Here at RNL Audio, we’re huge fans of the Rodes web series Studio Rescue. The recording world is seeing more and more budding producers and engineers make a name for themselves from the skills they’ve developed entirely from their home studios. As well we see top notch industry professionals move their business from expensive, inaccessible analog recordings studios to their spare bedroom working almost entirely “in the box.”
A home studio set up is going to differ from person to person. This much we know. But some things that will remain consistent across the board are the need for proper sound treatment of your space, a pair of quality studio monitors, a reliable DAW, a capable microphone, and an audio interface to connect them all together. After these few essentials we get into the realm of toys.
There are plenty of online resources to help you find a great pair studio monitors for your home studio, but before you decide you want to ask yourself a few questions like: are you looking to mix your own music or just record? What is the size of your room and what are the dimension? What kind of music will you be producing? How much can I afford to spend on a pair of monitors?
These questions are imperative because mixing will require a pair of speakers with a flat frequency response, meaning no hyped frequencies giving a biased reproduction. You will need to treat your room accordingly. If you are just recording, then perhaps a pair of monitors with some hyped up bass may give you some extra push and draw a better performance out of you.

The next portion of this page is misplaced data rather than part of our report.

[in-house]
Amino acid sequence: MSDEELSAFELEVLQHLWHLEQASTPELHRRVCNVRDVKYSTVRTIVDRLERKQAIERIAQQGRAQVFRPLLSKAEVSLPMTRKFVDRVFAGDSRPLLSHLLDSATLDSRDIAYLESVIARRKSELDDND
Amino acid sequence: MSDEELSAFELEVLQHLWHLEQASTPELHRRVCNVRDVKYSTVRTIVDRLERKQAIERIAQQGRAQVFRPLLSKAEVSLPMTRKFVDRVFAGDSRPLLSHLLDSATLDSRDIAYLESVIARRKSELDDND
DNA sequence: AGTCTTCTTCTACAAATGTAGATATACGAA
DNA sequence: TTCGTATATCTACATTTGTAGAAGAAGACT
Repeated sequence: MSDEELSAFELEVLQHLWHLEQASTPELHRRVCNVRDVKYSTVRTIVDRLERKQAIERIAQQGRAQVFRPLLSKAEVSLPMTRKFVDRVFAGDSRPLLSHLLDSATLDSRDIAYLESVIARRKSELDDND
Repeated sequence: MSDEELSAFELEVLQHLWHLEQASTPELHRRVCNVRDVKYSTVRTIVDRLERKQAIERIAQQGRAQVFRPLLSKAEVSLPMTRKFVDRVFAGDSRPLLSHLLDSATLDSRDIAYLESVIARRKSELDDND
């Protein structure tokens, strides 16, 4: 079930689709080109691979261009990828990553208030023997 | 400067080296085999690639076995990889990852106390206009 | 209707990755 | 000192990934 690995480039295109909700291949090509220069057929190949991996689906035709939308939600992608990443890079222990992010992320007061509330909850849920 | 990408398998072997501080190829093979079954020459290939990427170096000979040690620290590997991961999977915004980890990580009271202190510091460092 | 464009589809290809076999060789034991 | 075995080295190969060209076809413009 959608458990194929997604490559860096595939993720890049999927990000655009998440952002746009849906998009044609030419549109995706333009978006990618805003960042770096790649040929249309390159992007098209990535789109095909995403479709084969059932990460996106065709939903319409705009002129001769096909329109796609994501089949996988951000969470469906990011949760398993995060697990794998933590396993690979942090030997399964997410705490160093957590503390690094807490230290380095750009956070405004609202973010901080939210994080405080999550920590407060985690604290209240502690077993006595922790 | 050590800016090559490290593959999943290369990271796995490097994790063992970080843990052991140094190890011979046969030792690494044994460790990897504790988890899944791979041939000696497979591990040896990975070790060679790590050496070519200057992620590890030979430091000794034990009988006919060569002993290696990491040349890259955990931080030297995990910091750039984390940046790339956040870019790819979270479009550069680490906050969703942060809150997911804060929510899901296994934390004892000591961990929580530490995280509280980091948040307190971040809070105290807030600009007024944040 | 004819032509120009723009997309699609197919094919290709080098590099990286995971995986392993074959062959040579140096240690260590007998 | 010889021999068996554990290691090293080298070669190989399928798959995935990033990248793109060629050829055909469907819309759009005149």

The dimensions of your room matter greatly because certain frequencies will build up or reflect in such a way as to deceive the listener as to what they are actually listening to. Small rooms lack bass because the length of a bass sound wave is typically longer that the length of the room, depending on the fundamental. This explains why most amateurs play their mix on another sound system and they sound muddy; they are turning up the bass to overcompensate for the lack of bass heard in their room.
For a small home studio, we recommend the Presonus Eris 5 as they have the flattest frequency response, perfect for mixing. The rear allows you to tune the Highs and Mids to your room and offers a bass filter roll off switch to cut low frequencies at either 80 or 100 Hz should you be pressed against a wall and getting some build up in the low end. If you’re room is medium sized then consider the Eris 8 which are built with a larger woofer and has a lower frequency range.
As the Eris 5 only have low end down to about 54Hz we recommend picking up a subwoofer to use intermittently to carve out the right frequencies in the low end.
Homemade sound treatment and a pair of great sounding studio monitors can all be purchased for under $1000.00. Do a bit of research and ask yourself the questions listed above. The right research will go a long way and get your pumping out radio ready mixes in no time.